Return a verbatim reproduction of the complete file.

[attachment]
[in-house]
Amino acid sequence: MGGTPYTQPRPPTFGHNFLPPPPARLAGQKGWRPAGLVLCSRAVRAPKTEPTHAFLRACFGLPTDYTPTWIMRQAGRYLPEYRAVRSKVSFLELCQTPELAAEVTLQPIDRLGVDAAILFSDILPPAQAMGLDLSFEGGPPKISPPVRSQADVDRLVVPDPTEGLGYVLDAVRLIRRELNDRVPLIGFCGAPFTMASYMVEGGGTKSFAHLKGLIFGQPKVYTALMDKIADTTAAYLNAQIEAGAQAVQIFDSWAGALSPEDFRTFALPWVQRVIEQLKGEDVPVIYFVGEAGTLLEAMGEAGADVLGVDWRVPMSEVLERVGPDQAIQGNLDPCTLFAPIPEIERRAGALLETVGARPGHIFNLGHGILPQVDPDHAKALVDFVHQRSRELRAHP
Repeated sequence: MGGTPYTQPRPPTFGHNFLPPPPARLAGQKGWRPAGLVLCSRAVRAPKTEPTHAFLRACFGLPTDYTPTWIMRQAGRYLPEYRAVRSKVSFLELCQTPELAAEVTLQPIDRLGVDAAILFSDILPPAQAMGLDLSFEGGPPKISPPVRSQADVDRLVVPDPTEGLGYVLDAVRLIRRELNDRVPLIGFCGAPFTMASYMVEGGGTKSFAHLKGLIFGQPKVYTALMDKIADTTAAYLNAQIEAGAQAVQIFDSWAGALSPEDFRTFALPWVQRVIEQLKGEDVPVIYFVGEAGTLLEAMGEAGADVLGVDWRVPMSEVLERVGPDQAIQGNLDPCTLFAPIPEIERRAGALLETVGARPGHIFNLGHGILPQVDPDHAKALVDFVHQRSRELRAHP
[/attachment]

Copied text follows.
[in-house]
Amino acid sequence: MGGTPYTQPRPPTFGHNFLPPPPARLAGQKGWRPAGLVLCSRAVRAPKTEPTHAFLRACFGLPTDYTPTWIMRQAGRYLPEYRAVRSKVSFLELCQTPELAAEVTLQPIDRLGVDAAILFSDILPPAQAMGLDLSFEGGPPKISPPVRSQADVDRLVVPDPTEGLGYVLDAVRLIRRELNDRVPLIGFCGAPFTMASYMVEGGGTKSFAHLKGLIFGQPKVYTALMDKIADTTAAYLNAQIEAGAQAVQIFDSWAGALSPEDFRTFALPWVQRVIEQLKGEDVPVIYFVGEAGTLLEAMGEAGADVLGVDWRVPMSEVLERVGPDQAIQGNLDPCTLFAPIPEIERRAGALLETVGARPGHIFNLGHGILPQVDPDHAKALVDFVHQRSRELRAHP
Repeated sequence: MGGTPYTQPRPPTFGHNFLPPPPARLAGQKGWRPAGLVLCSRAVRAPKTEPTHAFLRACFGLPTDYTPTWIMRQAGRYLPEYRAVRSKVSFLELCQTPELAAEVTLQPIDRLGVDAAILFSDILPPAQAMGLDLSFEGGPPKISPPVRSQADVDRLVVPDPTEGLGYVLDAVRLIRRELNDRVPLIGFCGAPFTMASYMVEGGGTKSFAHLKGLIFGQPKVYTALMDKIADTTAAYLNAQIEAGAQAVQIFDSWAGALSPEDFRTFALPWVQRVIEQLKGEDVPVIYFVGEAGTLLEAMGEAGADVLGVDWRVPMSEVLERVGPDQAIQGNLDPCTLFAPIPEIERRAGALLETVGARPGHIFNLGHGILPQVDPDHAKALVDFVHQRSRELRAHP